Ibiza’s frantic nightlife has been the big draw for 25 years. But a new crop of rural retreats may change all that for good
to get people asking
us to put packages together that were club, club, club. Now, they say, ‘We don’t want to go clubbing every night. We want to go restaurants, beach resorts, spas.’ You see it with the young ones as well. They don’t want to smash it for seven days. They want to fall back and enjoy where Ibiza’s going.”
Charlie Chester is better placed than most to judge which way Ibiza will head. He runs concierge service Icon Ibiza, and has lived here for two decades. Five years ago, time-poor clients were asking him to organise seven consecutive nights’ clubbing. Judging by recent requests, the island’s taken a grown-up turn of late.
“No one seems to fall out of love with Ibiza,” he says. “In fact they fall more in love with it. So they’ll come back and hire a nanny. Childcare has exploded. We’ve got to find a nanny for a couple next week, and we’re going to struggle. It’s just so busy.”
He gestures to the tables around us. We’re sitting in Sands, a beach restaurant on the Playa d’en Bossa. Next to us, a group of women in their late thirties — all dark golden tans, big sunglasses and expensively highlighted hair — are having lunch. One dandles a baby on her knee. Another wraps a towel round her teenage daughter; they wear identical bikinis, though she’s thrown a cobwebby kaftan over hers.
At Can Lluc, just north
of San Rafael, similar scenes play out round the pool. A young Spanish couple is teaching their toddler to swim. A group of Brits commandeer a table on the terrace, salving their post-club torpor with coffee, croissants and tortilla, as their children streak around on the grass below. Beyond the pool, you can see the pine-clad hills and rolling farmland of the interior.
Can Lluc is one of the growing number of agroturismos in Ibiza — converted farms sunk deep in the countryside that offer slow food, spa treatments and a roster of family-friendly activities as standard. There’s Atzaro, a 300-year-old finca with a Balinese-style spa and a long green lap pool running through a colonnade of orange trees. Cas Gasi, a timber-beamed farmhouse just outside Santa Gertrudis that grows all its own food on the grounds. The Giri Residence, a five-bedroom bolthole that’s already been voted one of the 100 best hotels in the world.
They cater to the new breed of Ibiza hedonist; young enough to be lured to the clubs two nights out of five, old enough to appreciate good food, soft beds and the restorative powers of a really great massage.
“The island attracts a more adult clientele these days,” says Lars Holmes, owner of the Giri. “The mood is changing, but there’s still a feeling of anarchy, of madness. Ibiza is still hedonistic under the surface. It’s what people come for.”
Clearly, Ibiza’s febrile nightlife remains a huge draw. But the pace of life is slowing down, and increasingly, those who work the clubs are embracing the island’s spiritual side. Chester’s wife, DJ Jo Mills visits a hypnotherapist (who’s apparently inundated with famous clients) every month. DJs like Danny Rampling are now regulars at the spring boot camps. Low season, burnt-out promoters get their strength back at rural yoga retreats, or Atzaro’s Healing Ibiza events, which offer residents free reflexology and reiki sessions.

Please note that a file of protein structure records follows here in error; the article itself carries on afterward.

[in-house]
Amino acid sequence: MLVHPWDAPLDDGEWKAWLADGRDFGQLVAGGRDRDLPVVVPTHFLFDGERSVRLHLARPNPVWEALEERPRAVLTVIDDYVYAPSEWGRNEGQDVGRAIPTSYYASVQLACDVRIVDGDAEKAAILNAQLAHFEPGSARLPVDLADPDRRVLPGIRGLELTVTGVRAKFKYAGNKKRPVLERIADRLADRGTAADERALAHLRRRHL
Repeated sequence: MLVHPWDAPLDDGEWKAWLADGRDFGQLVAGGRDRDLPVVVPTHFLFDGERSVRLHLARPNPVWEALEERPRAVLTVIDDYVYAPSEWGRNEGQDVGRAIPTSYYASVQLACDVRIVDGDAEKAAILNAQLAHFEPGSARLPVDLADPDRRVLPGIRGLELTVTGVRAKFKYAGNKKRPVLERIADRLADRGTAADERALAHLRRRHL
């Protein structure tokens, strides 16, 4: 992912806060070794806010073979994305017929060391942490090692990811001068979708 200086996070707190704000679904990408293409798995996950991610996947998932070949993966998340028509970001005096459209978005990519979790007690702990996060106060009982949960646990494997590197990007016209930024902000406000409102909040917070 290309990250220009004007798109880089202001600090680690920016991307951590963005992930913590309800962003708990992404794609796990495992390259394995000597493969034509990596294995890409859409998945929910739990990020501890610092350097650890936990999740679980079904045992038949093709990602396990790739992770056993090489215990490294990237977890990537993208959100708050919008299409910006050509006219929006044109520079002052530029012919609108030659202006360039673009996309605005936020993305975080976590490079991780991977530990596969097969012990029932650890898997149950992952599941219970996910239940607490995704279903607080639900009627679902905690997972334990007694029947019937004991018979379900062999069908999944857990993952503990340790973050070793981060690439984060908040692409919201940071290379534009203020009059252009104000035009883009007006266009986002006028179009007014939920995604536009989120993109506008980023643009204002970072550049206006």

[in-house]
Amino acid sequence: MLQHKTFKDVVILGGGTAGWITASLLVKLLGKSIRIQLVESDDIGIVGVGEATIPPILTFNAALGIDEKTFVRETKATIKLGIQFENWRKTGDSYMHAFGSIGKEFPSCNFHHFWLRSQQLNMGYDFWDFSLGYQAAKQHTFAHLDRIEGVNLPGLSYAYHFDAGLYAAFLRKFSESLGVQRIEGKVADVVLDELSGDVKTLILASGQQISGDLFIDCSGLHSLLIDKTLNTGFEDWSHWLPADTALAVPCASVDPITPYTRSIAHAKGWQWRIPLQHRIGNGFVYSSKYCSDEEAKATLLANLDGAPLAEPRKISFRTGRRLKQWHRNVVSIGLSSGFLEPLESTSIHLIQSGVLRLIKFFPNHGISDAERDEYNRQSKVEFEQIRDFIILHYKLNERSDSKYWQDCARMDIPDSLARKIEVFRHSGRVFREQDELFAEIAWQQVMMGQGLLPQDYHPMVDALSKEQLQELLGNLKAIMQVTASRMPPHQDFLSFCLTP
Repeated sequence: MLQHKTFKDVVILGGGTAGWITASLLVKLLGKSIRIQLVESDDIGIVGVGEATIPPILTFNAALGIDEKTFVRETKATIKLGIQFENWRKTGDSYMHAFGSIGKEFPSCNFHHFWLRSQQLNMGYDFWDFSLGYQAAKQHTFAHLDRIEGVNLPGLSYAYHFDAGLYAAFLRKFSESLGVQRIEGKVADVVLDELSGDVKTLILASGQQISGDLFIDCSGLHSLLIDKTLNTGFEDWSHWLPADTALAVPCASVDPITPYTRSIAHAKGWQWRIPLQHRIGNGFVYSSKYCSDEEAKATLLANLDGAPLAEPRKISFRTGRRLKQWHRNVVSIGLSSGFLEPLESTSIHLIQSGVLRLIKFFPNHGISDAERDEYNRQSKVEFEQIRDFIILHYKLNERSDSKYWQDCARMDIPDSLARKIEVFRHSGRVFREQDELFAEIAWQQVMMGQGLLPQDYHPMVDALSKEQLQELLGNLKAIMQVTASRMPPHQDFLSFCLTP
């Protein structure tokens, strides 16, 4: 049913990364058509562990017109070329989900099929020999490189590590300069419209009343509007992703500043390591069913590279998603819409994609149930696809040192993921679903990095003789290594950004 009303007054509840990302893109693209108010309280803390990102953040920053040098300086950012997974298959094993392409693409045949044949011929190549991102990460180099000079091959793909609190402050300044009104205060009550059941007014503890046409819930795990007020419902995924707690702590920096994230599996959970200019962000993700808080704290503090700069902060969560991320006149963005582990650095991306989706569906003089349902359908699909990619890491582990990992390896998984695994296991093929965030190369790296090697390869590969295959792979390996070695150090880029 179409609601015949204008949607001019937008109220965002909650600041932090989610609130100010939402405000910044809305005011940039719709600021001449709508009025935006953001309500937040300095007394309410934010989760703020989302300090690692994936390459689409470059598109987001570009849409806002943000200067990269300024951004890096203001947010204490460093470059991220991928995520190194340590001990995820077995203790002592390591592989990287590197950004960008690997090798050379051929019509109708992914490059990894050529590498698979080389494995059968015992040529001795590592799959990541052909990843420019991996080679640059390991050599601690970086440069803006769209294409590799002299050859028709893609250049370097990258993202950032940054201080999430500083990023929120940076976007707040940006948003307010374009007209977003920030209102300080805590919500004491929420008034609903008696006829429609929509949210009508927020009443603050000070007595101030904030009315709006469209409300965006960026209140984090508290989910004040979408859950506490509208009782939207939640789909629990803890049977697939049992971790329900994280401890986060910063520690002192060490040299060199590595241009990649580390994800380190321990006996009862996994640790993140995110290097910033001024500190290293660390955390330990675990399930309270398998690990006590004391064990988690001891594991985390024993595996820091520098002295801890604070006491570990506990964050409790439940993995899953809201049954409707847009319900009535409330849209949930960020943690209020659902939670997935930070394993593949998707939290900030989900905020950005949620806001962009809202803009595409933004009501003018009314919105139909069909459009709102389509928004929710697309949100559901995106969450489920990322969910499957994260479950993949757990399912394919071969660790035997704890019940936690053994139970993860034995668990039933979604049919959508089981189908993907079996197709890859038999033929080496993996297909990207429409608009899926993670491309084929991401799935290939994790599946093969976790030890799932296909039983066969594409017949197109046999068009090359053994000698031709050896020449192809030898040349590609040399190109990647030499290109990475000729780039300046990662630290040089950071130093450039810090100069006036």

Visitors are now following suit. James Davis is owner of M Wellness, a spa in Santa Eulalia. He runs fitness camps and has seen steady growth in clients coming to Ibiza to detox, counterintuitive as that may sound: “The island has so much natural beauty and healthy living to offer. People are switching onto that. There are a lot of alternative holistic therapies here. It’s almost like Ibiza has a healthy spirit yin to balance the hedonistic yang.”
It’s a balance the island’s government has had to come to terms with. For some time, it’s been trying to attract a more mature, high-spending holidaymaker. Cue draconian moves like demanding clubs close by 6am, and some fanfare over Samantha Cameron being spotted at the 2010 closing parties. But Ibiza is hard to tame (local police got chased out of DC10 a couple of years back when they tried to shut proceedings early) and house music remains the heartbeat of the island.
The government has now reached an armistice with the clubs here, and accepted that the current crop of agroturismos will do probably more to tempt families over than any drastic legislation. Change has happened organically. That acid house veterans should want to come back, and bring their young families along, should be taken as eloquent testament to the grip Ibiza gets on people’s hearts. The island will continue to grow old disgracefully. And that’s really no bad thing. - firstname.lastname@example.org
All Points North: Where to go for the grown-up experience
- Cas Gasi (Camino Viejo de Sant Mateu, casgasi.com) The terracotta-tiled farmhouse grows its own almonds, figs and lemons, and presses its own olive oil. Rooms are rustic chic, with huge bathrooms and four-poster beds.
- Can Lluc (07816 Sant Rafel, canlluc.com). Hidden down a dust-track that’s used as a thoroughfare by local goats, but still in striking distance of Amnesia and Privilege. Book into Room 10, which is tucked away in the eaves and has its own private terrace.
Drink: Hotel Hacienda (Buzón 11, Na Xamena, hotelhacienda-ibiza.com) is perched on the northern coast — the best looking end of Ibiza. Grab a drink on the terrace (served with a plate of salted almonds and fat green olives) and watch the sunset over the Na Xamena cliffs.
Eat: Café Giri (Plaza España 5, San Juan, cafe.thegiri.com) serves seasonal food made with local ingredients on a shady, tree-lined terrace. Go for lobster and black rice, followed by orange cake with almond ice cream.